In any patient on a “zin” consider euglycemic DKA.

You order a serum ketone as well as β-hydroxybutyrate.

Clinically how do patients present with euglycemic DKA3?

Nausea/vomiting, malaise, shortness of breath – the differential is huge for this presentation. Again, look at the medication list for any diabetic patient. If you see a ‘zin’ – consider euglycemic DKA.

Alternatively if you order a gas and incidentally find anion gap metabolic acidosis in a diabetic patient consider ordering ketones/ β-hydroxybutyrate.

What about if this patient was an alcoholic? How would these complicate the diagnosis4?

Alcoholics can also present quite similarly with alcoholic ketoacidosis – nausea/vomiting, malaise, and similar lab findings. Other than the history one distinguishing characteristic is that alcoholic ketoacidosis tends to have frankly low blood glucose.

Are the triggers for euglycemic DKA any different3?

No, triggers for DKA are the same. Essentially any physiological stress.

A quick way to remember is the 5 I’s

Infection pneumonia, UTI, skin, abdominal
Infarction MI, CVA, bowel infarction
Infant on board pregnancy
Indiscretion dietary nonadherence
Insulin deficient insulin pump failure or non-adherence

Infection and insulin deficient secondary to non-adherence or inappropriate dosing are the most common causes.

I would also consider adding a 6th I – iatrogenic meaning drugs

What drugs commonly trigger DKA3?
– Glucocorticoids
– Diuretics
– Atypical antipyschotics

Are there any patients at risk of euglycemic DKA other than those taking the ‘zins’3?
Yes!

  • Pregnant patients -due to high placental glucose use they can have a relative euglycemia
  • Chronic pancreatitis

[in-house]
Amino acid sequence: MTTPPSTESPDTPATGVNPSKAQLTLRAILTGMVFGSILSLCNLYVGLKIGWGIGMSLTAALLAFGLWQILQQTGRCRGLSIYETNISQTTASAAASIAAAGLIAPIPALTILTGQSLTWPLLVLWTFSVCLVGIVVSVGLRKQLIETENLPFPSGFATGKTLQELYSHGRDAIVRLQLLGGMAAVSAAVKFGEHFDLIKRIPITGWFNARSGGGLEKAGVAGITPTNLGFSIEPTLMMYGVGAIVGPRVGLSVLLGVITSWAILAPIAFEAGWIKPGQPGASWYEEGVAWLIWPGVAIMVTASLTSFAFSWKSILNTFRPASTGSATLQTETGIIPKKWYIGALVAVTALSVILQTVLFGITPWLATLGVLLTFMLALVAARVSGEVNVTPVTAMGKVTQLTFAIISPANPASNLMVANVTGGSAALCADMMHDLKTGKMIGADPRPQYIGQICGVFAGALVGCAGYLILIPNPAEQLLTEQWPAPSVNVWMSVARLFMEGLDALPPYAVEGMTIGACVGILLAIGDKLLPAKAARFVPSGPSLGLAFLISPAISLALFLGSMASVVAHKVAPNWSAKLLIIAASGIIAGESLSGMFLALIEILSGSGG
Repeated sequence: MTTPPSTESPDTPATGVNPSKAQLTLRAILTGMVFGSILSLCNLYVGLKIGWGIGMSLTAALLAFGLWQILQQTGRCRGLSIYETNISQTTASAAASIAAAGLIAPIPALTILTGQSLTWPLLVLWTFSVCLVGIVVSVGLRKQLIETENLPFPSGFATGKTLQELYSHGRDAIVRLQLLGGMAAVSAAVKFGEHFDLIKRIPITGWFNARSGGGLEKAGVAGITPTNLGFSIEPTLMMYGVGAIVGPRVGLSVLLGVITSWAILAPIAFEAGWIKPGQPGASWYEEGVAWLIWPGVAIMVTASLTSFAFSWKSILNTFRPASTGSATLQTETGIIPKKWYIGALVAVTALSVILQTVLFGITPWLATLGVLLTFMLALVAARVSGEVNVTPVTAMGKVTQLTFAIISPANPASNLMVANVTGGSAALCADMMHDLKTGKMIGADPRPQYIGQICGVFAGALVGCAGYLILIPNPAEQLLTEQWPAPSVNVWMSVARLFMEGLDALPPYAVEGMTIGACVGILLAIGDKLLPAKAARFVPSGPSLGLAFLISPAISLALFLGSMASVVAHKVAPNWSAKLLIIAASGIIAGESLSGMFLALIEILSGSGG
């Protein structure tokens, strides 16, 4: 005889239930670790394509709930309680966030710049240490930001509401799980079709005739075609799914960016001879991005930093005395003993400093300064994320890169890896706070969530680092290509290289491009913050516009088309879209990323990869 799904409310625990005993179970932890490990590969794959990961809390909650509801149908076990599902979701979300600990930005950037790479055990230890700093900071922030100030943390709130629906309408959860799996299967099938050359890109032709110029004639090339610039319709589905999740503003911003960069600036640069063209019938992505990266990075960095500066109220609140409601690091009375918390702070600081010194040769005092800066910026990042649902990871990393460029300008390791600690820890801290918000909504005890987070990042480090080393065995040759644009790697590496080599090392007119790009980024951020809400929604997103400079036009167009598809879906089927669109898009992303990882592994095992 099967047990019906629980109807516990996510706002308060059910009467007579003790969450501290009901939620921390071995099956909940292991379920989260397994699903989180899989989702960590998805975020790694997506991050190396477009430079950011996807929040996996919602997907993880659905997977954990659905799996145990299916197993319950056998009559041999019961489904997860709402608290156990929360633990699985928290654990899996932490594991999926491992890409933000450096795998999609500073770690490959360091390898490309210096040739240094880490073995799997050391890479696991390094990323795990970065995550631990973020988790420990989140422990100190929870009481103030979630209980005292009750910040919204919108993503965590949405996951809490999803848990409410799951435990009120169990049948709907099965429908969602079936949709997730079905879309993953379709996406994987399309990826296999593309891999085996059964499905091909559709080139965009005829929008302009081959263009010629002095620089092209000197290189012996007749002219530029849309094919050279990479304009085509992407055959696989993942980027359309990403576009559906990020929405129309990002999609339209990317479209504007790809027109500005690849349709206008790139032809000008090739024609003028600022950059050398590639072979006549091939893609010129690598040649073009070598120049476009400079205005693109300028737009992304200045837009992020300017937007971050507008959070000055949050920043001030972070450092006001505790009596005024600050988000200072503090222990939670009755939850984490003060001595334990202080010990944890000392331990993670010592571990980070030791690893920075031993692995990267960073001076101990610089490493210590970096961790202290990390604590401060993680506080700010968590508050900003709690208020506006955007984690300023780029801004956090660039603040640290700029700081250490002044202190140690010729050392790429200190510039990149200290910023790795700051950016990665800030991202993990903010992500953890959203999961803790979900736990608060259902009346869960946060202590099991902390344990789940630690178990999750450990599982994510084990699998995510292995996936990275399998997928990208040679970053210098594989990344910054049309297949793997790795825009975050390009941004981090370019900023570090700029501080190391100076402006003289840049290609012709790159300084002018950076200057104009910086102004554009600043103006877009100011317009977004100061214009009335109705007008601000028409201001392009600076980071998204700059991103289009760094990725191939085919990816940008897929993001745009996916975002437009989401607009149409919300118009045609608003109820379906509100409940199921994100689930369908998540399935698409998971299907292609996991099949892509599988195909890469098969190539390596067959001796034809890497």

• Bariatric surgery patients – absorption issues

Your patient was straight cathed for a small amount of urine which shows ketones. The beta-hydroxybuterate is also now back and is positive. You confirm euglycemic DKA.

You grab your nearest DKA algorithm to review with the nurses and begin treatment.

Besides ease of use, what are the clinical reasons for using a standardized DKA order set?
Standardized, evidence based DKA order sets have been shown to decrease time to closure of anion gap, reduce length of hospital admission and minimize complications during treatment3.

You get started with the treatment as per the order set. While treatment is commenced you sit down with your medical student and review the goals of DKA3.

Correct fluid deficits – patients in DKA get a osmotic diuresis from hyperglycemia, or dehydration from underlying illness. You want to restore volume before initiating insulin. This improves organ perfusion, renal function and lowers lactate formation.

What fluid to use? Initially NS or RL, but after initial resuscitation consider switching to RL to avoid hyperchloric acidosis associated with large volume resuscitation.

Normal or high corrected sodium? Switch to 0.45% NaCL

1 bag vs 2 bag? Having 2 bags of half NS (one with D10W) both adjusted to maintain maintenance of 250cc/hr and keep euglycemic has been shown to have better outcomes: less hypoglycemia, faster closure of anion gap and less IV insulin required.

Replacement of potassium – patients in DKA have large total body potassium deficits, however due to volume contraction and acidosis the potassium is often read as normal or high.

Starting the insulin infusion will also shift potassium intracellularly. Therefore potassium should be replaced before starting insulin therapy. See the table below for guidance3.